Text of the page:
In Marc’s estimation, “There may be increased interest in Baco Noir (and some other hybrid grapes) because there is more awareness of the dangers of pesticides that traditional vinifera grapes are usually sprayed with. So maybe current knowledge has finally caught up with where Dad was in the 1990s.”

Growth of Baco Noir in Umpqua Valley

  Tyler Bradley, winemaker at Bradley Vineyards in Elkton, credits Philippe for the growing interest in Baco Noir in the Umpqua Valley. Phillip convinced Bradley’s father to plant these grapevines, citing this region’s cold climate as an ideal location to produce these bold reds. So, his father planted one acre, proving Philippe’s prediction was on target. Also, this grape proved very easy to grow once the vines were established, as it requires very little to thrive aside from some basic nutrients.

  Typically, Baco Noir grapes do not express the distinctive foxy aromas and flavors of other Vitis riparia varieties. Instead, they possess rich fruit tones, such as blueberry and plum. That said, Marc opines that even Baco Noir tends to be a little foxy. “This comes from the Vitis riparia in the genetics but is also the reason it is naturally mildew resistant. The foxiness can be appropriately minimized if the vines are grown on sunny, dry site that controls the vigor and if the wine is aged on some good oak for long enough.”

  Baco Noir tends to be constantly a few brix higher than Pinot Noir, a difference Bradley views as crucial to achieving the jamminess his customers prefer. As wine’s acidity remains very high until about 26-27 brix, this wine needs yeast with high alcohol tolerance to ferment to dry.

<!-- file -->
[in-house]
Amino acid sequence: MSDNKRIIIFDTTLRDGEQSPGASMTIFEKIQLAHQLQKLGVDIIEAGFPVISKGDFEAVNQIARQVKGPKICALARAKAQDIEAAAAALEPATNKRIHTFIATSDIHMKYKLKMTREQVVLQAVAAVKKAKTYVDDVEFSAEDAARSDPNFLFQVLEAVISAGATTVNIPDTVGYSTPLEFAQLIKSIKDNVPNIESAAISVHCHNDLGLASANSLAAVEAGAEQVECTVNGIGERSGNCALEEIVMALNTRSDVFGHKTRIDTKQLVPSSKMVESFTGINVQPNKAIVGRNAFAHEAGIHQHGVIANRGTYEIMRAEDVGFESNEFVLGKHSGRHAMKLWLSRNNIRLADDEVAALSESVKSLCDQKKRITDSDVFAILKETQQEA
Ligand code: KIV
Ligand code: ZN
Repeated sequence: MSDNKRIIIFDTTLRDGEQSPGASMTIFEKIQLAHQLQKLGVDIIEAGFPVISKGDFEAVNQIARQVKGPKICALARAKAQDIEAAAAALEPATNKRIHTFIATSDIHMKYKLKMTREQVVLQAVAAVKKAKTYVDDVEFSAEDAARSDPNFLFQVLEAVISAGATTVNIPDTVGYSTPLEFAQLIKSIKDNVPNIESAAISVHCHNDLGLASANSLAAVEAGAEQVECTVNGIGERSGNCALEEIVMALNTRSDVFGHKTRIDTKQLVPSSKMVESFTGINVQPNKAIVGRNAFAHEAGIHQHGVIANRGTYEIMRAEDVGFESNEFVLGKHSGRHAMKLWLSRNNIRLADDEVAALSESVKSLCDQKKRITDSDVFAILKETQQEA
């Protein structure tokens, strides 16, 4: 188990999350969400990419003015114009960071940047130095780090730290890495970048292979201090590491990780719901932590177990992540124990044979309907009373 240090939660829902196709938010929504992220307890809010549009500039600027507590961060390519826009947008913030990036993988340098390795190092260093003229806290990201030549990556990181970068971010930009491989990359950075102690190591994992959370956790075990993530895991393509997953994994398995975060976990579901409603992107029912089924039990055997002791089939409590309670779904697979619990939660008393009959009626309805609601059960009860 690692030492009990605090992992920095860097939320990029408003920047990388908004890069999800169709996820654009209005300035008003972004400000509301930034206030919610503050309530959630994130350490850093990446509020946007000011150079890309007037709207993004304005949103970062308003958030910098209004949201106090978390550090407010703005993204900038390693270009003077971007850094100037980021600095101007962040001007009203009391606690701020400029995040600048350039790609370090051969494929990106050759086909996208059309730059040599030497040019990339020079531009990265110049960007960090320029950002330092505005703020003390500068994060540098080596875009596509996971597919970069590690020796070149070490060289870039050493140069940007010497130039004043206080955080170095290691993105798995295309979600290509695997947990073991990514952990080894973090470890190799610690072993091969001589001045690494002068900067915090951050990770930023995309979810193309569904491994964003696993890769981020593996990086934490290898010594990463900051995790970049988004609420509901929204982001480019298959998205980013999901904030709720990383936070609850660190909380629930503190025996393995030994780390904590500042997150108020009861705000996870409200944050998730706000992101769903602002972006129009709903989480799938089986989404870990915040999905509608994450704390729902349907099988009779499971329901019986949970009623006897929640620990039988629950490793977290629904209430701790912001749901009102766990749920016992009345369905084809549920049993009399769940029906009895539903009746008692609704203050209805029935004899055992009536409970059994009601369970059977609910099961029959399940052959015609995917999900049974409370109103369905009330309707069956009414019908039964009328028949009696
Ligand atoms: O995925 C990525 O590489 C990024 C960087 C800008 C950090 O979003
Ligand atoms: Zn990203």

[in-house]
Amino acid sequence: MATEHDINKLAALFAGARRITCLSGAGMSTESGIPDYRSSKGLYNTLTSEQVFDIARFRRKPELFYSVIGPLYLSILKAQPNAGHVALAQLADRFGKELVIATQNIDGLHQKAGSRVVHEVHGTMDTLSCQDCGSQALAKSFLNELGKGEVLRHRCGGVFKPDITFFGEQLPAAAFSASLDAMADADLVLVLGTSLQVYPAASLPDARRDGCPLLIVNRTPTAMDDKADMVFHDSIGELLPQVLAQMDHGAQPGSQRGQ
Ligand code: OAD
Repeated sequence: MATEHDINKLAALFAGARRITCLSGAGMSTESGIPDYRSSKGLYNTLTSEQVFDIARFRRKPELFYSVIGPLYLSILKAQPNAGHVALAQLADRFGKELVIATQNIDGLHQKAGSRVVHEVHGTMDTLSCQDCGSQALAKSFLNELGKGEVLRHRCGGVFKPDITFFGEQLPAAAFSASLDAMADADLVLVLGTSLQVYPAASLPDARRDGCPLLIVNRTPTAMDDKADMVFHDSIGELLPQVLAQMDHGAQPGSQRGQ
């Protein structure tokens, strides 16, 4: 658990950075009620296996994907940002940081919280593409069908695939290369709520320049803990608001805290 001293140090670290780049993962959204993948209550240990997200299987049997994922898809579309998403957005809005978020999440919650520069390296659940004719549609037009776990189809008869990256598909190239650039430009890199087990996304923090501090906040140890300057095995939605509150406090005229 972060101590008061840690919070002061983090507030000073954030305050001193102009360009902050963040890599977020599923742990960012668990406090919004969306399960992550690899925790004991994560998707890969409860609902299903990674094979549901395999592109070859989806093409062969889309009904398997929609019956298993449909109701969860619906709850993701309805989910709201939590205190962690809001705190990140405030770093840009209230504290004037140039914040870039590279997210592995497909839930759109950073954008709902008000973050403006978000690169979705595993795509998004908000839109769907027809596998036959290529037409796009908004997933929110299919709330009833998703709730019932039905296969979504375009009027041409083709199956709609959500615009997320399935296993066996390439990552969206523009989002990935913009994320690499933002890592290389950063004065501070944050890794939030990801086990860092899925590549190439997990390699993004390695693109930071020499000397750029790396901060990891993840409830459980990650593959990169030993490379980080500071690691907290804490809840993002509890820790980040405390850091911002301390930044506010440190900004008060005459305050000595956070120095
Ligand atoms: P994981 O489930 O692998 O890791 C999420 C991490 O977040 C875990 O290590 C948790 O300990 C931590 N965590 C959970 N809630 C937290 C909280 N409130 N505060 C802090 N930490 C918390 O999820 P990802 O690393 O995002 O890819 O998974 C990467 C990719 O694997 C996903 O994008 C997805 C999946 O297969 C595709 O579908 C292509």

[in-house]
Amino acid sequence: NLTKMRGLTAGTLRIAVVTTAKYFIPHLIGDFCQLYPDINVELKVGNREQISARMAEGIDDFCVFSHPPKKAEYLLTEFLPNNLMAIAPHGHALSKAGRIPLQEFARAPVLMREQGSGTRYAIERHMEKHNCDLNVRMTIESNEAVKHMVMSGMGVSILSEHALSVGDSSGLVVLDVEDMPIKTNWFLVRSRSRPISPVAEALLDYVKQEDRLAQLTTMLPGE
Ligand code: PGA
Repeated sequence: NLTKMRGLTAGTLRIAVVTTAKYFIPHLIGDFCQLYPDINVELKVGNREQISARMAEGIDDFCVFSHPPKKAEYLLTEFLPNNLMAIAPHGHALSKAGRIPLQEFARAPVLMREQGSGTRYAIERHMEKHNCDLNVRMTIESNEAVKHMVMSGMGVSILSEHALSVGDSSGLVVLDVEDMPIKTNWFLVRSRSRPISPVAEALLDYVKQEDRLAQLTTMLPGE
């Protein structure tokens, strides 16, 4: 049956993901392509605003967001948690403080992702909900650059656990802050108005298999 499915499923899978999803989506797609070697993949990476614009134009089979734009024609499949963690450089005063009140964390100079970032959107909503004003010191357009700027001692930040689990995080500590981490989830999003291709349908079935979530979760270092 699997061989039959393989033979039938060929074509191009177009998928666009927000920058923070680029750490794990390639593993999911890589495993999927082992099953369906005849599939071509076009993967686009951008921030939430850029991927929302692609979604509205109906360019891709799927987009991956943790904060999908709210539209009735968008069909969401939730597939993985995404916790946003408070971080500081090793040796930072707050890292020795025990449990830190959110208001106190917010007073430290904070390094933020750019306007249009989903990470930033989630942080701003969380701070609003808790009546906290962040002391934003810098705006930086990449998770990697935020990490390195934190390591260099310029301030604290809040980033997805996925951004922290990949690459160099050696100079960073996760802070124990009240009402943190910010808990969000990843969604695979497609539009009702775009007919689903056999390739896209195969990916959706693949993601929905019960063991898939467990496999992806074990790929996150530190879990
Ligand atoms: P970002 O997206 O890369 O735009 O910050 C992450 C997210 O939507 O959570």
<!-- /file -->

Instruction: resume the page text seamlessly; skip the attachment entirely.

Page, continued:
Following Girardet and Bradley’s success with Baco Noir, Mike Landt of River’s Edge Winery in Elkton released a 2013 River’s Edge Baco Noir. The grapes for this wine came from the block of River’s Edge Baco Noir, which used to be a horse pasture and contained soil rich in nitrogen. This resulted in more vigorous vines that produced wines with more meaty and savory qualities.

  During this time, Melrose Vineyards (Roseburg, Oregon) began producing Baco Noir and was the first to explore making a fortified wine using the Baco Noir grape. Select winemakers also produce a Baco Noir rosé and use it in creating full-bodied red blends.

  Also, Stephen Williams, owner of Trella Vineyards (Roseburg, Oregon), paired Giradet’s Baco Noir with pizza for many years before he made Trella’s 2022 Pugilist Baco Noir using fruit sourced from two vineyards located in Elkton: Anindor and Elk Valley. He chose the term “pugilist” as it is a dated word for a fighter in a boxing match, which speaks to how Baco Noir is a “punchy” red wine. In addition to pizza, Baco Noir pairs very well with barbecued meats and other hearty fare.